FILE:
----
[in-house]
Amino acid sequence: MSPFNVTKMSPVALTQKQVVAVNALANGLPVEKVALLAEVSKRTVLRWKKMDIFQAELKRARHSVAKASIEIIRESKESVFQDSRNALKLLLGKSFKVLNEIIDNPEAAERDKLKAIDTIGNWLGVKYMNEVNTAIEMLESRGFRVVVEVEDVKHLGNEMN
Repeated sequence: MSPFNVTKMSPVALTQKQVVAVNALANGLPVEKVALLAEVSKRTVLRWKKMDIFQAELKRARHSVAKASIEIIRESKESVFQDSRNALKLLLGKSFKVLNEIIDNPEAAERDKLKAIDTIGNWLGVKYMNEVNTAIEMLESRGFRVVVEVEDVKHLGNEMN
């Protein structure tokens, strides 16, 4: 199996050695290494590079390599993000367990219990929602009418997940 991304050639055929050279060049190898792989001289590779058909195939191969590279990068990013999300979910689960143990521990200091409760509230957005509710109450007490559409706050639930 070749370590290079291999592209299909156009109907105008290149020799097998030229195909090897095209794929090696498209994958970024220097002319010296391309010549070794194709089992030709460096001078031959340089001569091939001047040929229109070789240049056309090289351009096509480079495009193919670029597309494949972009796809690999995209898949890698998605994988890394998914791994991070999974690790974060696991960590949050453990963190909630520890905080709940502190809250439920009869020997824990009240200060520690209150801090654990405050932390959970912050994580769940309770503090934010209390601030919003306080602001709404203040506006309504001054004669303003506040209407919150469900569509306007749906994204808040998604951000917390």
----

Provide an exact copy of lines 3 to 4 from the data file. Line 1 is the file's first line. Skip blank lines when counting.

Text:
Repeated sequence: MSPFNVTKMSPVALTQKQVVAVNALANGLPVEKVALLAEVSKRTVLRWKKMDIFQAELKRARHSVAKASIEIIRESKESVFQDSRNALKLLLGKSFKVLNEIIDNPEAAERDKLKAIDTIGNWLGVKYMNEVNTAIEMLESRGFRVVVEVEDVKHLGNEMN
């Protein structure tokens, strides 16, 4: 199996050695290494590079390599993000367990219990929602009418997940 991304050639055929050279060049190898792989001289590779058909195939191969590279990068990013999300979910689960143990521990200091409760509230957005509710109450007490559409706050639930 070749370590290079291999592209299909156009109907105008290149020799097998030229195909090897095209794929090696498209994958970024220097002319010296391309010549070794194709089992030709460096001078031959340089001569091939001047040929229109070789240049056309090289351009096509480079495009193919670029597309494949972009796809690999995209898949890698998605994988890394998914791994991070999974690790974060696991960590949050453990963190909630520890905080709940502190809250439920009869020997824990009240200060520690209150801090654990405050932390959970912050994580769940309770503090934010209390601030919003306080602001709404203040506006309504001054004669303003506040209407919150469900569509306007749906994204808040998604951000917390």